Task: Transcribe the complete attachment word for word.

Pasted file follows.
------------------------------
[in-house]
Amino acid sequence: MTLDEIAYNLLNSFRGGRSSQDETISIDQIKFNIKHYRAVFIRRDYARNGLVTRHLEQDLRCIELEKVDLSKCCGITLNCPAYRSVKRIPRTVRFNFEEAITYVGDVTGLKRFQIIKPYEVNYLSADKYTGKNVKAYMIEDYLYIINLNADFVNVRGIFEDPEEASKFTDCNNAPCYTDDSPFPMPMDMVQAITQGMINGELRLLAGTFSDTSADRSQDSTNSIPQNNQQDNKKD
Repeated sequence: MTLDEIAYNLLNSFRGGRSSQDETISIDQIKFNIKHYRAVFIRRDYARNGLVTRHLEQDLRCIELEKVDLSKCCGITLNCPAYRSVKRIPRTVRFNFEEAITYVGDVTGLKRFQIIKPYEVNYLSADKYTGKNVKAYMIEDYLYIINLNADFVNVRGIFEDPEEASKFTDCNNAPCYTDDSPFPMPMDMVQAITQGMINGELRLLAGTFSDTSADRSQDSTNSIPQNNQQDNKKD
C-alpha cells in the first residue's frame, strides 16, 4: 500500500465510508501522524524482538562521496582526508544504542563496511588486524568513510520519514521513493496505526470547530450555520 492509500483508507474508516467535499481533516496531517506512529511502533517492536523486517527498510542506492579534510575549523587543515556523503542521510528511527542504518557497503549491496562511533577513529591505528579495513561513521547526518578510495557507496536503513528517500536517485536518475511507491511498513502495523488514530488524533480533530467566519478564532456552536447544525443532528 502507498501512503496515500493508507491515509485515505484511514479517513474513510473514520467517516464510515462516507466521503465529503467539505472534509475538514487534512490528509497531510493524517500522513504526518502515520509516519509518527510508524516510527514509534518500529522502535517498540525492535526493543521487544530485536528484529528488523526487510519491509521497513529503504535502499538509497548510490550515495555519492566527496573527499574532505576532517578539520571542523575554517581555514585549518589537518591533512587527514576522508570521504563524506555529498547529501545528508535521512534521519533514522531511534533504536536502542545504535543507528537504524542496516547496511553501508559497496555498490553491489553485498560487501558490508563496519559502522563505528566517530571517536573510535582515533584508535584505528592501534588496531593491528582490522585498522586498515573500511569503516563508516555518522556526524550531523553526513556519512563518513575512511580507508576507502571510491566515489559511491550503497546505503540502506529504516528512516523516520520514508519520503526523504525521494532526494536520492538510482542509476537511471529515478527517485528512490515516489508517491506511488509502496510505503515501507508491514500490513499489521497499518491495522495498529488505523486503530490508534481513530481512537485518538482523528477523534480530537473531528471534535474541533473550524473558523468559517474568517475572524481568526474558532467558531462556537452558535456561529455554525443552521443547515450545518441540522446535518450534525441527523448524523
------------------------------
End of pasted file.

[in-house]
Amino acid sequence: MTLDEIAYNLLNSFRGGRSSQDETISIDQIKFNIKHYRAVFIRRDYARNGLVTRHLEQDLRCIELEKVDLSKCCGITLNCPAYRSVKRIPRTVRFNFEEAITYVGDVTGLKRFQIIKPYEVNYLSADKYTGKNVKAYMIEDYLYIINLNADFVNVRGIFEDPEEASKFTDCNNAPCYTDDSPFPMPMDMVQAITQGMINGELRLLAGTFSDTSADRSQDSTNSIPQNNQQDNKKD
Repeated sequence: MTLDEIAYNLLNSFRGGRSSQDETISIDQIKFNIKHYRAVFIRRDYARNGLVTRHLEQDLRCIELEKVDLSKCCGITLNCPAYRSVKRIPRTVRFNFEEAITYVGDVTGLKRFQIIKPYEVNYLSADKYTGKNVKAYMIEDYLYIINLNADFVNVRGIFEDPEEASKFTDCNNAPCYTDDSPFPMPMDMVQAITQGMINGELRLLAGTFSDTSADRSQDSTNSIPQNNQQDNKKD
C-alpha cells in the first residue's frame, strides 16, 4: 500500500465510508501522524524482538562521496582526508544504542563496511588486524568513510520519514521513493496505526470547530450555520 492509500483508507474508516467535499481533516496531517506512529511502533517492536523486517527498510542506492579534510575549523587543515556523503542521510528511527542504518557497503549491496562511533577513529591505528579495513561513521547526518578510495557507496536503513528517500536517485536518475511507491511498513502495523488514530488524533480533530467566519478564532456552536447544525443532528 502507498501512503496515500493508507491515509485515505484511514479517513474513510473514520467517516464510515462516507466521503465529503467539505472534509475538514487534512490528509497531510493524517500522513504526518502515520509516519509518527510508524516510527514509534518500529522502535517498540525492535526493543521487544530485536528484529528488523526487510519491509521497513529503504535502499538509497548510490550515495555519492566527496573527499574532505576532517578539520571542523575554517581555514585549518589537518591533512587527514576522508570521504563524506555529498547529501545528508535521512534521519533514522531511534533504536536502542545504535543507528537504524542496516547496511553501508559497496555498490553491489553485498560487501558490508563496519559502522563505528566517530571517536573510535582515533584508535584505528592501534588496531593491528582490522585498522586498515573500511569503516563508516555518522556526524550531523553526513556519512563518513575512511580507508576507502571510491566515489559511491550503497546505503540502506529504516528512516523516520520514508519520503526523504525521494532526494536520492538510482542509476537511471529515478527517485528512490515516489508517491506511488509502496510505503515501507508491514500490513499489521497499518491495522495498529488505523486503530490508534481513530481512537485518538482523528477523534480530537473531528471534535474541533473550524473558523468559517474568517475572524481568526474558532467558531462556537452558535456561529455554525443552521443547515450545518441540522446535518450534525441527523448524523